News | Experts see lack of explanation as reason for booster shot hesitancy

PETALING JAYA: The Malaysian Medical Association (MMA) and a think tank have pointed to a dearth of official information as a reason for hesitancy in accepting Covid-19 booster jabs.

MMA president Dr Koh Kar Chai said available data on heterologous vaccine use were not enough to convince some people and Galen Centre for Health and Social Policy CEO Azrul Mohd Khalib said the only way to encourage acceptance was to improve official communication on the matter.

Last month, the health ministry decided to administer booster shots to those who had been fully vaccinated with Sinovac. The recipients would be given booster shots of the Pfizer vaccine.

“It must be remembered that a percentage of those who were initially vaccinated with Sinovac had actually chosen to be vaccinated with the drug in the first place,” Koh told FMT.

Early this month, a news report said Pharmaniaga Bhd had offered Sinovac to the health ministry for it to cater to those preferring the brand for their booster shots.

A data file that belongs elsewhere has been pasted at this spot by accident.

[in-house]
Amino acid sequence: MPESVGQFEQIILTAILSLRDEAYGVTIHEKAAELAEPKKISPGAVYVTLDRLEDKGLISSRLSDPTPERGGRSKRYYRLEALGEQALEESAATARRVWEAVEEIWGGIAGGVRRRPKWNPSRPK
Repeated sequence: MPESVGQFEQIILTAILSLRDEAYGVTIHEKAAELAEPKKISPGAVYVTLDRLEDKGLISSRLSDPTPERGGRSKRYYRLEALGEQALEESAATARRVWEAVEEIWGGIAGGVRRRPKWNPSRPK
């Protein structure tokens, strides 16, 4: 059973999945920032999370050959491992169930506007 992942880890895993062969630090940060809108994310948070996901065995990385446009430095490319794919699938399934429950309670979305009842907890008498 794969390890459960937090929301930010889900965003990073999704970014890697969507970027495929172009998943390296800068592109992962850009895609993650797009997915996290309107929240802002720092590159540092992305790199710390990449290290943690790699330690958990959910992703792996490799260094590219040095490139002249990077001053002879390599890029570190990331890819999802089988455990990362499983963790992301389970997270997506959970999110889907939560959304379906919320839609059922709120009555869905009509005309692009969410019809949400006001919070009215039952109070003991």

Yesterday, the Drug Control Authority granted conditional approval for the use of AstraZeneca and Sinovac vaccines as booster shots.

Koh said another reason for the low turnout for the booster shot was that the rollout started with the elderly, many of whom are not IT literate.

Even if they owned smartphones, he said, they could be using the Mysejahtera app only to gain access to shops and other premises and might not be aware of their appointments.

“A percentage in this age group may not even be able to read,” he said. “Many of the elderly are also dependants and we know that some of the caregivers were not aware of the appointments being given.”

Azrul said there was barely any clear explanation on the need for a booster shot and the hesitancy was compounded by media reports questioning the need for the jab.

“I’m concerned that there seems to be high levels of concern and hesitancy of boosters among the Chinese community, which is being highlighted and discussed by the Chinese media,” he told FMT.

Association of Private Hospitals Malaysia president Dr Kuljit Singh said there was a need to educate the public, especially those with medical conditions, to get their booster shots.

“There are messages circulating with various views of the booster dose, but it’s important that we look at the firm evidence of its benefits against the stories from certain groups,” he said.

Last week, health minister Khairy Jamaluddin said 40% of those eligible for booster shots did not turn up for their appointments. – FMT

by Sean Augustin

kredit foto: TheStraitsTimes

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